How the Scorpion Lost His Tail: A Fable by Megan Branning

A messenger encountered a scorpion on the road, while traveling one day to the capital. Having been warned not to trust these creatures, he attempted to walk by without meeting its eyes.

“Sir,” said the scorpion. “It is rude to pass by without a greeting.”

“Then I apologize,” said the messenger. “But I’ve been told never to talk with scorpions.”

“Please,” said the scorpion. “No one ever speaks to me. Why not sit down for a while?”

The messenger seated himself beside a laurel shrub. Now that he’d begun a conversation, he couldn’t very well walk away. It certainly would be rude, and he didn’t care to behave that way.

“Who told you not to speak to me, sir?” asked the scorpion.

“You don’t have to call me sir,” said the messenger. “My name is-”

“No, no! Never tell anyone your real name. I don’t mind calling you sir.”

“Very well. And to answer your question, many people told me not to speak with you. My family, my employer, my friends. They say scorpions can’t be trusted.”

“Have they met many scorpions?”

The messenger had to admit that he didn’t think so. And then, having nothing else to do, he unpacked his supper and began to eat. But it would be ill-mannered not to share, so he gave the scorpion half his bread, and some honey and grapes as well.

“Thank you, sir,” said the scorpion. “I would share with you, if I had anything. But since I do not, I offer you my help instead.”

“What sort of help?”

“You are a messenger. I will help you deliver your message.”


“Let me read it. That way, if anything should happen to delay you, I can deliver it in your stead.”

“But I’m not to open it,” said the messenger, casting a glance at his bag.

“And how will you deliver it if you lose it? Or if it gets stolen?”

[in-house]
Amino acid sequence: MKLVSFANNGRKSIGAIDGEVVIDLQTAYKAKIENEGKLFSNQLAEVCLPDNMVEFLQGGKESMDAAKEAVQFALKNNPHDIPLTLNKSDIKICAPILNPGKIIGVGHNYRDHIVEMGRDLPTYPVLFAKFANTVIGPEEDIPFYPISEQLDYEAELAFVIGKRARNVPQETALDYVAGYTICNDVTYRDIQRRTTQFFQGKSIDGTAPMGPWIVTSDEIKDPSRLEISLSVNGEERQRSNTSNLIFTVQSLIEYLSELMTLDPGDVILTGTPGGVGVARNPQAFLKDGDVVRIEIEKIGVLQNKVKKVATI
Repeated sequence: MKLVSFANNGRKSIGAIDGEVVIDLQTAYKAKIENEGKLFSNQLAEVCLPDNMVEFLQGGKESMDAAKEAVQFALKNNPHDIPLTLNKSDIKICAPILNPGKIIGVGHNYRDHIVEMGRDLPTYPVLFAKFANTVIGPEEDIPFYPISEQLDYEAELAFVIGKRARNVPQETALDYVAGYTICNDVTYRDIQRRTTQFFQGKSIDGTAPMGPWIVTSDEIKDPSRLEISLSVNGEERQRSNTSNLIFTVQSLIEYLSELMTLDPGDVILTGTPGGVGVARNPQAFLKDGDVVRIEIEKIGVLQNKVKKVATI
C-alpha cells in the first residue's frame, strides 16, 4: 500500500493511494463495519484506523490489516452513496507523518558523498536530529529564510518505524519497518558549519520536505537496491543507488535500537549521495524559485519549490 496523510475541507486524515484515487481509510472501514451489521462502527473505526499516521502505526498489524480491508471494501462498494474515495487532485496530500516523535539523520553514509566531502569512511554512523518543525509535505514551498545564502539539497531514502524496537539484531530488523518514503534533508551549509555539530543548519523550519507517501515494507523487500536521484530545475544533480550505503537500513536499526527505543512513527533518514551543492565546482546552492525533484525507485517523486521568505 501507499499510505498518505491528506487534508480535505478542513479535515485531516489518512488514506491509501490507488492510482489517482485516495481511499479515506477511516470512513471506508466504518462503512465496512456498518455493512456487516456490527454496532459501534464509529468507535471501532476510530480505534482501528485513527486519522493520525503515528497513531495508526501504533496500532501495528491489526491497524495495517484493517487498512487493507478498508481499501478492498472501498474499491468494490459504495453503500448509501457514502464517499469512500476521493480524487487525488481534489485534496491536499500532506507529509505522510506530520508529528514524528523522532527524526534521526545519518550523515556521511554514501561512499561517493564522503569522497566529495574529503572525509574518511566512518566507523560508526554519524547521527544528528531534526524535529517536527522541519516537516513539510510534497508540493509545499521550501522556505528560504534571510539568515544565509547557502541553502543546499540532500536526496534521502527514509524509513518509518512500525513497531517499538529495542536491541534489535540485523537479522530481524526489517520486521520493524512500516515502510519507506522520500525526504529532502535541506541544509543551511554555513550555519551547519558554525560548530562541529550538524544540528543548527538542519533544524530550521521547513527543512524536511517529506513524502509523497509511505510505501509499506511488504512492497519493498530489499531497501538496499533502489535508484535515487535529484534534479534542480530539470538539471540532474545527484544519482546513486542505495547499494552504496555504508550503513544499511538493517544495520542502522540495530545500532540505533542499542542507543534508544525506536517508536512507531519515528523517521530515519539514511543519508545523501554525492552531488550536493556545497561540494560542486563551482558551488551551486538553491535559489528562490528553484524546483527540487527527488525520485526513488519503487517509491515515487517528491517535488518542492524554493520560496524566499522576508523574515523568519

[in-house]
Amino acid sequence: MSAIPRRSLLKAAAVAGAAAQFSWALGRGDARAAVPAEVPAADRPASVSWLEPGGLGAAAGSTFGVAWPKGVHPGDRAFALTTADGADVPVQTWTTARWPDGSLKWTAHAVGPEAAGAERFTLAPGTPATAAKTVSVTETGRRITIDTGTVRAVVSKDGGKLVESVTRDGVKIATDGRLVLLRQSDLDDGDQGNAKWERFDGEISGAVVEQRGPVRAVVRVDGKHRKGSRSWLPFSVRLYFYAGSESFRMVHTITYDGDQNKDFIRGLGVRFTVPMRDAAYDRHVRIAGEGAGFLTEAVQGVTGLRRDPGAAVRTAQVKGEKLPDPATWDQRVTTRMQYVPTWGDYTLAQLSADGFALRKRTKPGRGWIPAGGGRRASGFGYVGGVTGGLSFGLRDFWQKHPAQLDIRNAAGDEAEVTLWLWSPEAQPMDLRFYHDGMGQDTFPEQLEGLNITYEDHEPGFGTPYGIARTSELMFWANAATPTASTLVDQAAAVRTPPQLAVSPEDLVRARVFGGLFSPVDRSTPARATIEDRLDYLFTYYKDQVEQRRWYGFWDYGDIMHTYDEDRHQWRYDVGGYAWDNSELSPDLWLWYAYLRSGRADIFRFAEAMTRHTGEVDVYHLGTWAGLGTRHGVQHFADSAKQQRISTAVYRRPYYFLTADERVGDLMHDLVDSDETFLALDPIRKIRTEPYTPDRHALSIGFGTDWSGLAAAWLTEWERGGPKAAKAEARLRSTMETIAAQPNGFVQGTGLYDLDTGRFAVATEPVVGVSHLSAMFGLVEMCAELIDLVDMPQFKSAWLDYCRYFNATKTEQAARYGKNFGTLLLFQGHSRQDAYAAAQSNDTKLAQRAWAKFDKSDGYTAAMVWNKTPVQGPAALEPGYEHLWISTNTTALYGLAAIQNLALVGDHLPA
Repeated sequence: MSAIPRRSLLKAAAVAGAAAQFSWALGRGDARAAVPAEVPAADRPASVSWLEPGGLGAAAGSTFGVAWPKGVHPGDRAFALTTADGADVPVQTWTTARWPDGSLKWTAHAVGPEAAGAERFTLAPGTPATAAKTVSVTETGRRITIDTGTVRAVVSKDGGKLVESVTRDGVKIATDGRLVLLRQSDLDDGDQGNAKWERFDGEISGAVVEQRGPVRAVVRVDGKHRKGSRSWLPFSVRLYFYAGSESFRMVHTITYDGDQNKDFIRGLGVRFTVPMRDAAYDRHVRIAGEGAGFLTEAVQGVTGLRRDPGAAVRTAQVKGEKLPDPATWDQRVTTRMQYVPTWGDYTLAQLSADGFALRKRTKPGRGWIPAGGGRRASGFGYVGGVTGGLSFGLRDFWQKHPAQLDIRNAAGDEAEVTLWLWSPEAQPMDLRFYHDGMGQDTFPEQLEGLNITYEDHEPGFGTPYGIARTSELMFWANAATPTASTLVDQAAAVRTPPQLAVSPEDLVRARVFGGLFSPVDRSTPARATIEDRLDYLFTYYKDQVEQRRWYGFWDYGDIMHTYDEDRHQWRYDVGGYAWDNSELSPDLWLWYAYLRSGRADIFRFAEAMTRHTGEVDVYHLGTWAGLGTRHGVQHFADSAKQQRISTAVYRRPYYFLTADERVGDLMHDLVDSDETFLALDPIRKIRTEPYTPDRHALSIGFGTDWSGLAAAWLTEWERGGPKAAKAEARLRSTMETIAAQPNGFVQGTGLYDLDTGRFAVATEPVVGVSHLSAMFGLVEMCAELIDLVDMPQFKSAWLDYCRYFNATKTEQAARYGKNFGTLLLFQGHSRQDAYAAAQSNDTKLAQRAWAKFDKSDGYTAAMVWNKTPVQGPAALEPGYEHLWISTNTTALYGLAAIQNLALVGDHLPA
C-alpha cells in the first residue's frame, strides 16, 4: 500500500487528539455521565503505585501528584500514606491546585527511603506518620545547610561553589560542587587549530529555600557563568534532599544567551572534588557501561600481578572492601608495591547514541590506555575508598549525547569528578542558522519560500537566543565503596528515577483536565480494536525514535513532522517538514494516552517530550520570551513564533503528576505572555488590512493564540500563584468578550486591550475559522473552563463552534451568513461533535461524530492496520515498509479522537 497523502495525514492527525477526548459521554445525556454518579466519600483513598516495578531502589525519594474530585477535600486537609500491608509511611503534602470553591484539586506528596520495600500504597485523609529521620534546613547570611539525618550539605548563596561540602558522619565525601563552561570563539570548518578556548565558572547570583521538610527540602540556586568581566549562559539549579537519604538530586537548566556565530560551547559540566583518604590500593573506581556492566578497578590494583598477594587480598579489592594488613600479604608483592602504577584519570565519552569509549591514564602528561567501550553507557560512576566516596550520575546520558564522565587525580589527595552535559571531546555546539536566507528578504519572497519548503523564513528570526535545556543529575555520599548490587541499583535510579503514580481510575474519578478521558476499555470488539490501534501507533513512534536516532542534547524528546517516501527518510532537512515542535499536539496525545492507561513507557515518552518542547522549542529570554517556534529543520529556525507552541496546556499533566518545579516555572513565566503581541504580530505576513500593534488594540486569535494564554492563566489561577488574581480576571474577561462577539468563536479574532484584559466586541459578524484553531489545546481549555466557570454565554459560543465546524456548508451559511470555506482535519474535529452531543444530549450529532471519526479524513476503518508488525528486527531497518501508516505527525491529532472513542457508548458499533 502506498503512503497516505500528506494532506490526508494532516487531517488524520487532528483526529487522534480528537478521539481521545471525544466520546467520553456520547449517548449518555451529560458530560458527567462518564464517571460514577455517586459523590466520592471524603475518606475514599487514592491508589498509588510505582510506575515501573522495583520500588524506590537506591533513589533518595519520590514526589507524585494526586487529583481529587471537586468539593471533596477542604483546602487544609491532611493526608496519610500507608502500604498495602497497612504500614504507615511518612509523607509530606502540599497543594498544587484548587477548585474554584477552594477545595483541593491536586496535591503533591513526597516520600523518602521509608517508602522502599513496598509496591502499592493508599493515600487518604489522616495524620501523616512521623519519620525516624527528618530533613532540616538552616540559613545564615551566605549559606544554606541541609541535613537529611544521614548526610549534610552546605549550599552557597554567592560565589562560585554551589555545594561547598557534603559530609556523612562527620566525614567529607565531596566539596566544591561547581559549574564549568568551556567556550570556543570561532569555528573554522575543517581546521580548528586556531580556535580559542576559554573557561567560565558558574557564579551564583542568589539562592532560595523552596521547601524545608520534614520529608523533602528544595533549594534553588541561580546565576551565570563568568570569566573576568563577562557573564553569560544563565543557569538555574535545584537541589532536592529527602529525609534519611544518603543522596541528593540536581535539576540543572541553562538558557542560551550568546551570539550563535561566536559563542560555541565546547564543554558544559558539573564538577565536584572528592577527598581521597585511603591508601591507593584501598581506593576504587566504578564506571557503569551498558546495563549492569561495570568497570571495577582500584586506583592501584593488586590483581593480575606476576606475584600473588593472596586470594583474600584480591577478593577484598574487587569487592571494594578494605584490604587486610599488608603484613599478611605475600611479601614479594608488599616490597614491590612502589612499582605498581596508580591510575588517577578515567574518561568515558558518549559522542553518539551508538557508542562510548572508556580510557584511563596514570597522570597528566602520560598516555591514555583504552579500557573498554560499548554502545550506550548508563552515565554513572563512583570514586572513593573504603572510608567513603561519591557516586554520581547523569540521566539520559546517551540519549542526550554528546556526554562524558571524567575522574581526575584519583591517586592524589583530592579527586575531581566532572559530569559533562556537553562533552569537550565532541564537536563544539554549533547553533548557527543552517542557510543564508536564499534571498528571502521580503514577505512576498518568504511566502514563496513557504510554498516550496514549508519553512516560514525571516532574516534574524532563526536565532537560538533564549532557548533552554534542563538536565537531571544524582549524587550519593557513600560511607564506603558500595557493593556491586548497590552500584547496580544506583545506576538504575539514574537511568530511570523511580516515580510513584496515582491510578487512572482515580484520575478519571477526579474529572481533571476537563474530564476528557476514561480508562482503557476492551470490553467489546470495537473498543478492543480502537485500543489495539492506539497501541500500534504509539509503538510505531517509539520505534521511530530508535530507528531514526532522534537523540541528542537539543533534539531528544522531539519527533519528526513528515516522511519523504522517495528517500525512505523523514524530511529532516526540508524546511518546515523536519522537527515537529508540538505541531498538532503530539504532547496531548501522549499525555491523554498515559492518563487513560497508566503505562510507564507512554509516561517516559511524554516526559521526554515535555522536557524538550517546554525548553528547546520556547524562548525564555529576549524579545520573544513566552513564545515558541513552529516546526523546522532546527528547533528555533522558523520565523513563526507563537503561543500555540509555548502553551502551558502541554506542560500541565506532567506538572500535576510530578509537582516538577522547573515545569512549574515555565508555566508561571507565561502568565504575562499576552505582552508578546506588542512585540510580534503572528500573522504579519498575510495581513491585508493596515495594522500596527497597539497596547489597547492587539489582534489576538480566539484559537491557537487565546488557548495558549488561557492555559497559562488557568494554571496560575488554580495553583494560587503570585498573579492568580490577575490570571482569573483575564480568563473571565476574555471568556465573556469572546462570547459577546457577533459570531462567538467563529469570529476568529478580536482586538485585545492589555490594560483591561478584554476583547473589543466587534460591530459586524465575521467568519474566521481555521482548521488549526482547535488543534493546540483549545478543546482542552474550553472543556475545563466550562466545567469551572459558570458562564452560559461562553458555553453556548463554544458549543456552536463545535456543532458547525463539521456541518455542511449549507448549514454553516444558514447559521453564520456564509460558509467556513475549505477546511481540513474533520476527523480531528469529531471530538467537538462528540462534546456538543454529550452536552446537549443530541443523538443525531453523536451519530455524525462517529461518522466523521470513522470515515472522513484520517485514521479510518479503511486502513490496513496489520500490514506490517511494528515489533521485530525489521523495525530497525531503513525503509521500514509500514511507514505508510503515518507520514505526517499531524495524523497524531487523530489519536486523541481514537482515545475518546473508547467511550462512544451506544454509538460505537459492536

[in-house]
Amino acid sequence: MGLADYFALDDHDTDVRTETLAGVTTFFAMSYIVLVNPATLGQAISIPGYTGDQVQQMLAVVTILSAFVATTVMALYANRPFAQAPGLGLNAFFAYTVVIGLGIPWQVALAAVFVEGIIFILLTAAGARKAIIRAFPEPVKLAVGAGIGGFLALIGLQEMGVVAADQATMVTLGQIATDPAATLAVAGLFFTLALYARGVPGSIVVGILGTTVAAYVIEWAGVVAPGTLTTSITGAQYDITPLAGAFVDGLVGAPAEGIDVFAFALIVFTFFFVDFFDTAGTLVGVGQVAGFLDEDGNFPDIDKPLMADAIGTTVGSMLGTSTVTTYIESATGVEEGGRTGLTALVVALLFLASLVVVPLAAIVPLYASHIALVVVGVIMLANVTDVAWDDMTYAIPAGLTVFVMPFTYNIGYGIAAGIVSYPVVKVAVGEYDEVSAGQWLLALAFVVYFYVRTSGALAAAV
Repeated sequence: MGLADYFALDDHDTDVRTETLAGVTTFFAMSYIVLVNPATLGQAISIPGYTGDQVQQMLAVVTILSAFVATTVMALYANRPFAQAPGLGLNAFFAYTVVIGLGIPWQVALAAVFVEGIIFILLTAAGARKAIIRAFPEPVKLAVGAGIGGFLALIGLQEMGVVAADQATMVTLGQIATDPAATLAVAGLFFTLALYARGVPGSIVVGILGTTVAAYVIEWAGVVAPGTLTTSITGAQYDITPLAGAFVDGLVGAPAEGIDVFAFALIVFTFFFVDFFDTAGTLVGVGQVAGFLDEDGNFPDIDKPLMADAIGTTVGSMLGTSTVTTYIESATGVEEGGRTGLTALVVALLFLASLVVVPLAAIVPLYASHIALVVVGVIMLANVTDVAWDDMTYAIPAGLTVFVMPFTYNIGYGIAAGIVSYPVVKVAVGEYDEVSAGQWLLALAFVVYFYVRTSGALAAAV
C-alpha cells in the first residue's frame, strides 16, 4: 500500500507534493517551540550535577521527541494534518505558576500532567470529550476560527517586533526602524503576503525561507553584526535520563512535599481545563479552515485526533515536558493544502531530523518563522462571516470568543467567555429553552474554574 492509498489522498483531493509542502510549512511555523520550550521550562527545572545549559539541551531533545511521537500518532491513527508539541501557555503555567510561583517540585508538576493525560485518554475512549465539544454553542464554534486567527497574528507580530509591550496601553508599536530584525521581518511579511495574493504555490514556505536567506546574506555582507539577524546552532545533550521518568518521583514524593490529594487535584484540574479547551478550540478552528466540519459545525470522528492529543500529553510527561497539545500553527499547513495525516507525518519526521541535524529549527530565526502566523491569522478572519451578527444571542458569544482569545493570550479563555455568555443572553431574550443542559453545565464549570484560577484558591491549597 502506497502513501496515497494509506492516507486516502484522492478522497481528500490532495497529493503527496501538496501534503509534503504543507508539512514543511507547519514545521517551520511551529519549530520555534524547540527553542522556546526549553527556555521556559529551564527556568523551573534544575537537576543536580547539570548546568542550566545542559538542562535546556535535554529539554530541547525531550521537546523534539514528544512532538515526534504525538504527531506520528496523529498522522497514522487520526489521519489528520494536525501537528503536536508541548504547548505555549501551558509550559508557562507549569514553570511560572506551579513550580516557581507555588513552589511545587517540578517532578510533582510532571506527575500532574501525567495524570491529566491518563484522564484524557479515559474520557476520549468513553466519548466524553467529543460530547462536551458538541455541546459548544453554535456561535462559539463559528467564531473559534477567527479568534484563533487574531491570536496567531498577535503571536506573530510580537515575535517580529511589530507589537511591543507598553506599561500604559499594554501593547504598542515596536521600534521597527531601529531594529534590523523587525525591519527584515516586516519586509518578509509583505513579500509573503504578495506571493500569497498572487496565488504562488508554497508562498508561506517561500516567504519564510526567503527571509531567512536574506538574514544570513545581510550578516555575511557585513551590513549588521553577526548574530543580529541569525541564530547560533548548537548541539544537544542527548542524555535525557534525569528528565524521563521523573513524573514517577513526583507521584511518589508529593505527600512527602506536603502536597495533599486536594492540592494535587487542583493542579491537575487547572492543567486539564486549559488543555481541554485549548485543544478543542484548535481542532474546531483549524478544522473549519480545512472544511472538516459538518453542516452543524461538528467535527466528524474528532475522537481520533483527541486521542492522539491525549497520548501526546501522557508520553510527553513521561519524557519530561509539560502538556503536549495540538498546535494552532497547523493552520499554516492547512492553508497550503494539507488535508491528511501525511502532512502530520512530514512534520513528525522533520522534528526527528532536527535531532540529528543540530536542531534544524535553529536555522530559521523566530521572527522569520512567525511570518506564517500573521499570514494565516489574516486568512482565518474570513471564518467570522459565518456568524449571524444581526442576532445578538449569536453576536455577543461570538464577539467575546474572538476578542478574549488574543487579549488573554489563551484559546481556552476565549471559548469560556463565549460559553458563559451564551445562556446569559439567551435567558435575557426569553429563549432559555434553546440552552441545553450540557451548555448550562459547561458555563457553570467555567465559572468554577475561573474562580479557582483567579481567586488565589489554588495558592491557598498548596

The messenger considered this. He’d been charged with delivering the letter, and indeed he could not do that if he lost it. “Very well,” he said. “We shall read it together. But I must not let anyone see that we unsealed it.” He opened the envelope with care, but his finger slipped and it tore.

“We might just as well read it now,” said the scorpion, sitting down beside him.

The messenger pulled out the paper. It read:

My dear, I have wonderful news. I have finally saved enough money for our wedding. Please expect me one week from Tuesday, and we will go off and make our plans together. I look forward to seeing you again. Ever yours, Berk.

The messenger shook his head as he refolded the letter. “This is a very personal message,” he said. “And the lady will be able to see by the tear that I opened it. My employer will hold me at fault. I may not receive my pay.”

The scorpion only laughed and clicked its claws together. Tick tick tick.

“Why are you so amused?” asked the messenger.

“You were right not to trust me, sir,” it said. “We scorpions love nothing more than making mischief.”

“Then it must be inconvenient that most people distrust you,” said the messenger. “If you looked like a man, you could play many more tricks.”

They parted ways shortly after that. All through the journey home, the scorpion thought about the messenger’s words. It began to think that looking like a man would be a very fine frolic indeed.

And so it found an axe, and chopped off its claws and its tail. It put on shoes, a shirt and trousers, and for a full week it practiced walking about on two legs.

Soon it looked just like a person, and no one could tell it apart from the next man. Feeling quite satisfied, the scorpion went into the capital with hopes of making trouble. When it arrived, it saw someone familiar in the street.

“Sir,” it said. “I must thank you for your good advice.”

The messenger looked at the scorpion for a moment. “I almost didn’t recognize you,” he said. “What a clever disguise.”

The scorpion smiled. “Yes. Was the lady upset that you opened her letter, sir?”

“She made a complaint. I did not receive any pay.”

“You are taking it well,” said the scorpion. “But I must say good-bye to you now. I intend to find some other poor victims to trick.”

“First there is a question I wanted to ask you,” said the messenger. “What do you do when people get angry at your mischief?”

“They would never try to harm me,” said the scorpion. “They know I would sting them, or pinch them with my claws.”

“Oh,” said the messenger. “But now you have no stinger, and now you have no claws. You are just like a man.”

Only silence followed this. The scorpion could think of nothing to say, and the messenger simply smiled.

And so, defeated and soundly humiliated, the scorpion took its leave of him.

But you should be wary, my friends, for the scorpion now walks among us, and you will not know him when you see him.

Megan Branning is a children’s librarian living in Pittsburgh with her husband. Her fiction has appeared on PodCastle and has also appeared in such publications as Luna Station Quarterly and Lakeside Circus.

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